Si, and this happened. – Oh no.
– Basically we got to a place called Ringwood, and
it soon occurred to me that we were heading towards the A338, don’t know if you know it. – Yeah, yeah, it’s one of my favorites. – Yeah, is it? – Not to ride on, but to drive. – Yeah, yeah, well it
is a dual carriageway on which you can drive
at 70 miles per hour, so you can really get going, Si. – [Si] Oh yeah.
– But not the sort of road that I wanted to ride on, so I went back to their team car that I was following and said, are you going down a dual
carriageway back to Bournemouth? And he said, “Yes, we’ve
done that every year,” and I said, “Well, there is an alternative “quieter road that runs parallel halfway, “goes over it, “and runs parallel the other side of it “for the rest of the way,” and he said, “Nope, we’re
gonna do “the same as ever,” so I said, “Well I’m not,”
and I went back the other way and back into Bournemouth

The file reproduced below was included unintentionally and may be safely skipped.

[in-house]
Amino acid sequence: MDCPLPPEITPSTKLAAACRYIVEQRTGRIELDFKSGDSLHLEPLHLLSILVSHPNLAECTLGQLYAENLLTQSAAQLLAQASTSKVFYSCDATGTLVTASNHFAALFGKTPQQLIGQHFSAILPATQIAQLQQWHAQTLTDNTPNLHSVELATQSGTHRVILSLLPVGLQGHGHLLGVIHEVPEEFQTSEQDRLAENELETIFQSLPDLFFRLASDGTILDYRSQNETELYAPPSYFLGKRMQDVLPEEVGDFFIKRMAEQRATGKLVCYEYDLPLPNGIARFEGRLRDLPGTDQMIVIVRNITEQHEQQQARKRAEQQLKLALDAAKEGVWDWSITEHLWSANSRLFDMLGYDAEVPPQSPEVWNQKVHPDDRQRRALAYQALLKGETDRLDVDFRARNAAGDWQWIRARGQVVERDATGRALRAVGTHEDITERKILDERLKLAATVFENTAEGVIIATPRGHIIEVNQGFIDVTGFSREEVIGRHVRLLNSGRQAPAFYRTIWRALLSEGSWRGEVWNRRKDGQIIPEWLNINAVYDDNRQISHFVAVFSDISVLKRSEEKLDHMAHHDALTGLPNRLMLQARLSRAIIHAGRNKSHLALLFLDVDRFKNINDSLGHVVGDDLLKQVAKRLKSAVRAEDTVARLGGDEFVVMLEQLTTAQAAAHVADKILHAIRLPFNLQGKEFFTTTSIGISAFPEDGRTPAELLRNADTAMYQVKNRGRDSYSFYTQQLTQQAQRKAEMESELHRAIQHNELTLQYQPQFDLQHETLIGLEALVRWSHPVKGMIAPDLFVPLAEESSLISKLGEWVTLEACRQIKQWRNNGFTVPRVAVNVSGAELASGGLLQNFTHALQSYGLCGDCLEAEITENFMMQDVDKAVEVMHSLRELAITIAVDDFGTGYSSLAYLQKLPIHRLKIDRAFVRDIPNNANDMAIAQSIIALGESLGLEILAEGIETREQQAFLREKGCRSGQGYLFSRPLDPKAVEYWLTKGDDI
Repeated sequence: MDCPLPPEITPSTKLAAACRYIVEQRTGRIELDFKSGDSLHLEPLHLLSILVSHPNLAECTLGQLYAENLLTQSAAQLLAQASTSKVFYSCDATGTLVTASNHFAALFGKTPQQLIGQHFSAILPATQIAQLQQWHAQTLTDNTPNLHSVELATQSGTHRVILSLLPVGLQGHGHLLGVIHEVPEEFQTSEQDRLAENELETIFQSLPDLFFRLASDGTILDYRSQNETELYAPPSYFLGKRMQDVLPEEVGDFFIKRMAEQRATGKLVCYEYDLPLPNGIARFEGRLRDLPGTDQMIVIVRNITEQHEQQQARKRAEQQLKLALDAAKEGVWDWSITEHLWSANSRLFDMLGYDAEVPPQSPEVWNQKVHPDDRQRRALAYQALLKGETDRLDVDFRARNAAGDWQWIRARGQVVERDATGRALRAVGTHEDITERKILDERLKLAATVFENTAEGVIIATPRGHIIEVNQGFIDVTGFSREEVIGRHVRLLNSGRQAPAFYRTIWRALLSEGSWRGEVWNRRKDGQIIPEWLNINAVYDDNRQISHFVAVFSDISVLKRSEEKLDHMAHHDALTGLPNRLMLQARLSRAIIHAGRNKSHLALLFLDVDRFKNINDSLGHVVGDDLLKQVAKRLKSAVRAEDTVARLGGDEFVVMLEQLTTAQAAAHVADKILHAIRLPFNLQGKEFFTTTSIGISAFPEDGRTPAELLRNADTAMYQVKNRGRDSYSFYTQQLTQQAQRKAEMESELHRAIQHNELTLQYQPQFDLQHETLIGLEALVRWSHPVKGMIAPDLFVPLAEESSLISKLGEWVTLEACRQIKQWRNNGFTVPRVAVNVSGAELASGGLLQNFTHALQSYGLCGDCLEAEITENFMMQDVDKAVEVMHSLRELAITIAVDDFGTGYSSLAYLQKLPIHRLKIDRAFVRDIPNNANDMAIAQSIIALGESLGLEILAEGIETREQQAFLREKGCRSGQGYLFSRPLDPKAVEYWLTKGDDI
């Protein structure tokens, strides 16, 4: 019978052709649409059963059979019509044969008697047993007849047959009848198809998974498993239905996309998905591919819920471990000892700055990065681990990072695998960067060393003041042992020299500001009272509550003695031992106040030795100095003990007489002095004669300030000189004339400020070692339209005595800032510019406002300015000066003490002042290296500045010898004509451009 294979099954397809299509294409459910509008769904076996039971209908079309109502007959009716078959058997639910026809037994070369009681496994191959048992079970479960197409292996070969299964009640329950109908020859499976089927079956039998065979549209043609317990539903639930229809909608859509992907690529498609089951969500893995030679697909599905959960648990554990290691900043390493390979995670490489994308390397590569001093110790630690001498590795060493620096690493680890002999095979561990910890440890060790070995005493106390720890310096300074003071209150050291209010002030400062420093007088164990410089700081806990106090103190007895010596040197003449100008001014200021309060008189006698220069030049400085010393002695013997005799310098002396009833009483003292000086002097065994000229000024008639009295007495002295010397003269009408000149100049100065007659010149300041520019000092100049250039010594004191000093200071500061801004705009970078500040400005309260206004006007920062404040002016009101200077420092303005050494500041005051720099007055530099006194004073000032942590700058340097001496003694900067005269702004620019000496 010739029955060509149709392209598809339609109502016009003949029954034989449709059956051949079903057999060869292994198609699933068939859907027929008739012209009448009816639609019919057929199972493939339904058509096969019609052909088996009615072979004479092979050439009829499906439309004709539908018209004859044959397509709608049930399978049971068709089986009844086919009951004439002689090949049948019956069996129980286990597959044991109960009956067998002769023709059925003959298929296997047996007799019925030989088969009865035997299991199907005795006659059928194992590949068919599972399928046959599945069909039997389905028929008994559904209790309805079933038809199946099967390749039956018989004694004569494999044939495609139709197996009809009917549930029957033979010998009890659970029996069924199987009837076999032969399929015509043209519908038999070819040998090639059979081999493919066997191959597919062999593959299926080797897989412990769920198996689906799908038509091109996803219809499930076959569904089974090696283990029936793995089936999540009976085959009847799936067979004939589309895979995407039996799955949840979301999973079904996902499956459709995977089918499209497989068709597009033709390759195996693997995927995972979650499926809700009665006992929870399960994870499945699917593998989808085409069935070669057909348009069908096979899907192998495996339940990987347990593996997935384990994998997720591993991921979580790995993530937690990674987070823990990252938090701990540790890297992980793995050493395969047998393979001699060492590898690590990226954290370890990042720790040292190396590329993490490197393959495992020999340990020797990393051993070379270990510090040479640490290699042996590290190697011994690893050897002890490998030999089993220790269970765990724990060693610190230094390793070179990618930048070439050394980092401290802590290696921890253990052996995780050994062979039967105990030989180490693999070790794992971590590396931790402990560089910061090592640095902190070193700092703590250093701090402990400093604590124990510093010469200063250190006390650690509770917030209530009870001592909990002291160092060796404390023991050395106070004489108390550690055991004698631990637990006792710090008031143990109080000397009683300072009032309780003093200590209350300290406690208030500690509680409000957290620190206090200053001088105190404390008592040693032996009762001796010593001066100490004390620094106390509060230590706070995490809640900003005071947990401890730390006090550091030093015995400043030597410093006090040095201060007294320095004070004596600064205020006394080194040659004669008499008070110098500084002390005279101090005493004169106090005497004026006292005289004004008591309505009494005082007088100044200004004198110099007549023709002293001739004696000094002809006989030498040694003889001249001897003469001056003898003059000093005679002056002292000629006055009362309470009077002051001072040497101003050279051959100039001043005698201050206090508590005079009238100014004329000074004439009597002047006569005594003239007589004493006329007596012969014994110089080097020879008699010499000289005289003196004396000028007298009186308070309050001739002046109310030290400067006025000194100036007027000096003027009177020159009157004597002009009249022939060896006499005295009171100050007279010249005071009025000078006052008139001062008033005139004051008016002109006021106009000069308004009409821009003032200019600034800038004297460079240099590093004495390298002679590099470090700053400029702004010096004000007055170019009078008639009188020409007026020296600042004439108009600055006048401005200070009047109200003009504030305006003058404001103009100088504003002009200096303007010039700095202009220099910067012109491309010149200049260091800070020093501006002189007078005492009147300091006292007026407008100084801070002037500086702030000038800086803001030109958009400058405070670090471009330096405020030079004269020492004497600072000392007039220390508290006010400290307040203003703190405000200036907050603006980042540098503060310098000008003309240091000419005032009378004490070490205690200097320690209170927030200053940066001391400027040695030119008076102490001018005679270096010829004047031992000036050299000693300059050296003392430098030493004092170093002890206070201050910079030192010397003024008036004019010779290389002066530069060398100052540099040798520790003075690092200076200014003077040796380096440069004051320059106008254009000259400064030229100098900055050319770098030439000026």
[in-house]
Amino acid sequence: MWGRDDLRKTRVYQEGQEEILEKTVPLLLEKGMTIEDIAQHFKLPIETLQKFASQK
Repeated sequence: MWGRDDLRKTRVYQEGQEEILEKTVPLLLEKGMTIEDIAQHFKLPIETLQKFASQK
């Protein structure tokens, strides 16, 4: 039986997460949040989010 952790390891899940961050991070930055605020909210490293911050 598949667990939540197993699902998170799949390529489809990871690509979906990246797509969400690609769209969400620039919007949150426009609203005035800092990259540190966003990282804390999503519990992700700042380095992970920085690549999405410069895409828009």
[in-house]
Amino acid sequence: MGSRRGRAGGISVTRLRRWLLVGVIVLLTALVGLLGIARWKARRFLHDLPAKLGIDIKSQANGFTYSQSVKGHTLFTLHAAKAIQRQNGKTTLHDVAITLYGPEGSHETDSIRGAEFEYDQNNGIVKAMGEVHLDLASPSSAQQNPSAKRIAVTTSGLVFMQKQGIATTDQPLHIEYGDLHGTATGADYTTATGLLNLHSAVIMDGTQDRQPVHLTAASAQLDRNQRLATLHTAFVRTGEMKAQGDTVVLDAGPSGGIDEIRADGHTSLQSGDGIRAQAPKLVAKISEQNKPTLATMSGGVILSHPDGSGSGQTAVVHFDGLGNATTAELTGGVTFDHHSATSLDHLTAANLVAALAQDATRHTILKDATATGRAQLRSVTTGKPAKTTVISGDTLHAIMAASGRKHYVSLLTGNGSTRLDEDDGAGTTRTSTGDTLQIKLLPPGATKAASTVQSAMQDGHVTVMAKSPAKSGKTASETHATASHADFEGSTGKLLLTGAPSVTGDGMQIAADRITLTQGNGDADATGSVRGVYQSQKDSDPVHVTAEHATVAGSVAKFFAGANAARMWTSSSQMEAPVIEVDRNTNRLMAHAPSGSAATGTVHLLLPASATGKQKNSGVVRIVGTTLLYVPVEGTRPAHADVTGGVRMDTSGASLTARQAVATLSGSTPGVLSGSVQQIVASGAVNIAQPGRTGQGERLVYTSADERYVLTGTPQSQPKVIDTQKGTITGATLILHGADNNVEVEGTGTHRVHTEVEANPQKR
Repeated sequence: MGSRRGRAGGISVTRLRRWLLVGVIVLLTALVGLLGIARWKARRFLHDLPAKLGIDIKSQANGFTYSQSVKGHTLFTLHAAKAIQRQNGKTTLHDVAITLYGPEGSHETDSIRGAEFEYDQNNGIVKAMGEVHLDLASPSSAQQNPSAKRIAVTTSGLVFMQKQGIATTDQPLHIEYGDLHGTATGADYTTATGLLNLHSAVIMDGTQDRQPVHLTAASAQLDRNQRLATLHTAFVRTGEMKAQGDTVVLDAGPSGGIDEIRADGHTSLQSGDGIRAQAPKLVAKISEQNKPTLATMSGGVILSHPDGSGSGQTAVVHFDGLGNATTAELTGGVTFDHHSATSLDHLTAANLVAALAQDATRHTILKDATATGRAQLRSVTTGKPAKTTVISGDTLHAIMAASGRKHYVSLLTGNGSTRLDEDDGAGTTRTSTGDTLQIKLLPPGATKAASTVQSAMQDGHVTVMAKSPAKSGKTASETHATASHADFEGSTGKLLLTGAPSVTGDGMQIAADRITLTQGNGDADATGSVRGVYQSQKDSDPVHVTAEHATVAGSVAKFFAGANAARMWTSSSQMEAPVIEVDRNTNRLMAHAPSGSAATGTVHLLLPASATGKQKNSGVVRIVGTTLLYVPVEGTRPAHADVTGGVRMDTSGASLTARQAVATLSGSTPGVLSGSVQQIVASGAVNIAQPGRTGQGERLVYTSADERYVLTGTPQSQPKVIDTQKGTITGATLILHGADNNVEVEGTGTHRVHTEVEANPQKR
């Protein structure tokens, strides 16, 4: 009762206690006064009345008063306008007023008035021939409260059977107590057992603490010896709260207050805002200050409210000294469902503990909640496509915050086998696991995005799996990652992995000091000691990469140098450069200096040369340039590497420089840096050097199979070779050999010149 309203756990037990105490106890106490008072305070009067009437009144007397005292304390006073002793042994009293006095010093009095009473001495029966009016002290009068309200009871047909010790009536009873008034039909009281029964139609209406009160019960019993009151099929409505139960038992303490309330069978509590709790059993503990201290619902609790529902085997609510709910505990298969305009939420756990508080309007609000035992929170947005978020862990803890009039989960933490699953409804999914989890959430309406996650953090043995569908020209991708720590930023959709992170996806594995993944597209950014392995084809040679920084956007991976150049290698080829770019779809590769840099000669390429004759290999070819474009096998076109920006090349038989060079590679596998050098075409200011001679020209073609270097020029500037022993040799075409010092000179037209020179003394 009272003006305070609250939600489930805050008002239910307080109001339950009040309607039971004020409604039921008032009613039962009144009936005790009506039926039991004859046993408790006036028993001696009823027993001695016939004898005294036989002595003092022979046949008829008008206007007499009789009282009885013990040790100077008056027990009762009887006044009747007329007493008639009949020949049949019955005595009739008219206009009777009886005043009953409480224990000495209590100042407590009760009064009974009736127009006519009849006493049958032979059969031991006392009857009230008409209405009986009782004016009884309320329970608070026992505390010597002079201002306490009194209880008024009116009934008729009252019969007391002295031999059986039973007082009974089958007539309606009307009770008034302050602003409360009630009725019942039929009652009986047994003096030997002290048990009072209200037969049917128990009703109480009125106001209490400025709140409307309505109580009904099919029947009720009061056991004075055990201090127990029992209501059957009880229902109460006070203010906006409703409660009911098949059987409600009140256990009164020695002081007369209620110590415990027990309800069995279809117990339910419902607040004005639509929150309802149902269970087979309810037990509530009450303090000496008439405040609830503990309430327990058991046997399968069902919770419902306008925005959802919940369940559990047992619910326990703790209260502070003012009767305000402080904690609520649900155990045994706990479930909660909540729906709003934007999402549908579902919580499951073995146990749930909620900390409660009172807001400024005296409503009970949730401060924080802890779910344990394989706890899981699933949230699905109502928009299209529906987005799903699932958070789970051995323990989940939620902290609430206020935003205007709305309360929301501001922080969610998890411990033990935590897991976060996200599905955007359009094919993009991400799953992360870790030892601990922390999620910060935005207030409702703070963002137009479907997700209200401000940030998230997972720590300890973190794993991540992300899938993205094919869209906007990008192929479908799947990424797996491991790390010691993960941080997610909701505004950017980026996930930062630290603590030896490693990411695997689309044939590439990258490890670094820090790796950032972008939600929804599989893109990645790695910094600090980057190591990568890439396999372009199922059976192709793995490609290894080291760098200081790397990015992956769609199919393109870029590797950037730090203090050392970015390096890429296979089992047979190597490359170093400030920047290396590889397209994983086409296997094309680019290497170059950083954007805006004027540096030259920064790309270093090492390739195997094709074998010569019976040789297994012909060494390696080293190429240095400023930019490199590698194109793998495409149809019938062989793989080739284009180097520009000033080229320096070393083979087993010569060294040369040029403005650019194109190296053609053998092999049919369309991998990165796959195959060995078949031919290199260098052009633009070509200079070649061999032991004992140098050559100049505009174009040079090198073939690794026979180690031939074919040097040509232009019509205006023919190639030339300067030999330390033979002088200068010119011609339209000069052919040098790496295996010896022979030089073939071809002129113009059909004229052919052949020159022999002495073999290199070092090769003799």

on the quieter road. They, I heard afterwards, were actually given a
police escort eventually. I’m not sure if they felt it was the team of cyclists
that were going to be dangerous riding on the road, or the
fact that the car behind them was going at 20 miles per hour, ’cause there’s no hard shoulder, and with other cars going past at 70. – Yeah, you could see where that would get expensive, for the police to give every cyclist a police escort, but
probably quite nice for them actually at the time. Can you imagine, you
probably made their day riding with Dan Lloyd and then getting a police escort for the finale